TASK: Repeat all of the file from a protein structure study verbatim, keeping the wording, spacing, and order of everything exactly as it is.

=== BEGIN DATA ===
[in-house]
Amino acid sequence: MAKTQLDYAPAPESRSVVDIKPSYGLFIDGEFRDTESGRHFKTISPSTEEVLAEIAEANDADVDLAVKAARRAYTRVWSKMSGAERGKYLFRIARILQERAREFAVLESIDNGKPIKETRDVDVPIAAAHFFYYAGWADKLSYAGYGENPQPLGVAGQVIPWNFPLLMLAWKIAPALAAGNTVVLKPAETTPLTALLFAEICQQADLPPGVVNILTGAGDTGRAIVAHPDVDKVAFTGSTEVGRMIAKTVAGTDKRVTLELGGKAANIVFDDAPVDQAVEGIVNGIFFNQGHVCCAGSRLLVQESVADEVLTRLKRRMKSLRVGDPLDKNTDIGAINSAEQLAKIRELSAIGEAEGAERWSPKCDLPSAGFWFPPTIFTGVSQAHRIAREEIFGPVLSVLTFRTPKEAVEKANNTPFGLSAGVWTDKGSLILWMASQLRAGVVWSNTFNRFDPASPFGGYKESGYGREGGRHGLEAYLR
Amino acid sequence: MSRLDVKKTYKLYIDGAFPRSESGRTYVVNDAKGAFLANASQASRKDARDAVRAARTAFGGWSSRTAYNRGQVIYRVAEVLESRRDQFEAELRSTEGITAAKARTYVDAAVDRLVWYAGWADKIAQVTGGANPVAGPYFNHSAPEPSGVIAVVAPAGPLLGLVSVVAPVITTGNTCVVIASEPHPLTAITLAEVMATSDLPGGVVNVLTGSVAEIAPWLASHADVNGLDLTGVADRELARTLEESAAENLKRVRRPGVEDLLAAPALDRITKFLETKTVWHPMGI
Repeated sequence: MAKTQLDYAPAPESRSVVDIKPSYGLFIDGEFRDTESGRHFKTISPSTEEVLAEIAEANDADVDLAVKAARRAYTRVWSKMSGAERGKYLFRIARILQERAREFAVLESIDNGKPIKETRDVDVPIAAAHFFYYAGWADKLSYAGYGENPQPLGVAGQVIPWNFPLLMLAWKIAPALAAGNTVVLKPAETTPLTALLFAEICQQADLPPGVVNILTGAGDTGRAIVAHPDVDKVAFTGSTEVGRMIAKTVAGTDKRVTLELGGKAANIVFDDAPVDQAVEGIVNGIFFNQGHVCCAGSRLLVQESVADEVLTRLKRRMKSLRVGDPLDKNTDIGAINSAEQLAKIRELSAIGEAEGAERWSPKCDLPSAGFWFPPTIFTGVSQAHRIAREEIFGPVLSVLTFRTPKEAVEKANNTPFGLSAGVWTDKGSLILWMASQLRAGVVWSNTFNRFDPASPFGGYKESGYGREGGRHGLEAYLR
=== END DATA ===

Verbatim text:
[in-house]
Amino acid sequence: MAKTQLDYAPAPESRSVVDIKPSYGLFIDGEFRDTESGRHFKTISPSTEEVLAEIAEANDADVDLAVKAARRAYTRVWSKMSGAERGKYLFRIARILQERAREFAVLESIDNGKPIKETRDVDVPIAAAHFFYYAGWADKLSYAGYGENPQPLGVAGQVIPWNFPLLMLAWKIAPALAAGNTVVLKPAETTPLTALLFAEICQQADLPPGVVNILTGAGDTGRAIVAHPDVDKVAFTGSTEVGRMIAKTVAGTDKRVTLELGGKAANIVFDDAPVDQAVEGIVNGIFFNQGHVCCAGSRLLVQESVADEVLTRLKRRMKSLRVGDPLDKNTDIGAINSAEQLAKIRELSAIGEAEGAERWSPKCDLPSAGFWFPPTIFTGVSQAHRIAREEIFGPVLSVLTFRTPKEAVEKANNTPFGLSAGVWTDKGSLILWMASQLRAGVVWSNTFNRFDPASPFGGYKESGYGREGGRHGLEAYLR
Amino acid sequence: MSRLDVKKTYKLYIDGAFPRSESGRTYVVNDAKGAFLANASQASRKDARDAVRAARTAFGGWSSRTAYNRGQVIYRVAEVLESRRDQFEAELRSTEGITAAKARTYVDAAVDRLVWYAGWADKIAQVTGGANPVAGPYFNHSAPEPSGVIAVVAPAGPLLGLVSVVAPVITTGNTCVVIASEPHPLTAITLAEVMATSDLPGGVVNVLTGSVAEIAPWLASHADVNGLDLTGVADRELARTLEESAAENLKRVRRPGVEDLLAAPALDRITKFLETKTVWHPMGI
Repeated sequence: MAKTQLDYAPAPESRSVVDIKPSYGLFIDGEFRDTESGRHFKTISPSTEEVLAEIAEANDADVDLAVKAARRAYTRVWSKMSGAERGKYLFRIARILQERAREFAVLESIDNGKPIKETRDVDVPIAAAHFFYYAGWADKLSYAGYGENPQPLGVAGQVIPWNFPLLMLAWKIAPALAAGNTVVLKPAETTPLTALLFAEICQQADLPPGVVNILTGAGDTGRAIVAHPDVDKVAFTGSTEVGRMIAKTVAGTDKRVTLELGGKAANIVFDDAPVDQAVEGIVNGIFFNQGHVCCAGSRLLVQESVADEVLTRLKRRMKSLRVGDPLDKNTDIGAINSAEQLAKIRELSAIGEAEGAERWSPKCDLPSAGFWFPPTIFTGVSQAHRIAREEIFGPVLSVLTFRTPKEAVEKANNTPFGLSAGVWTDKGSLILWMASQLRAGVVWSNTFNRFDPASPFGGYKESGYGREGGRHGLEAYLR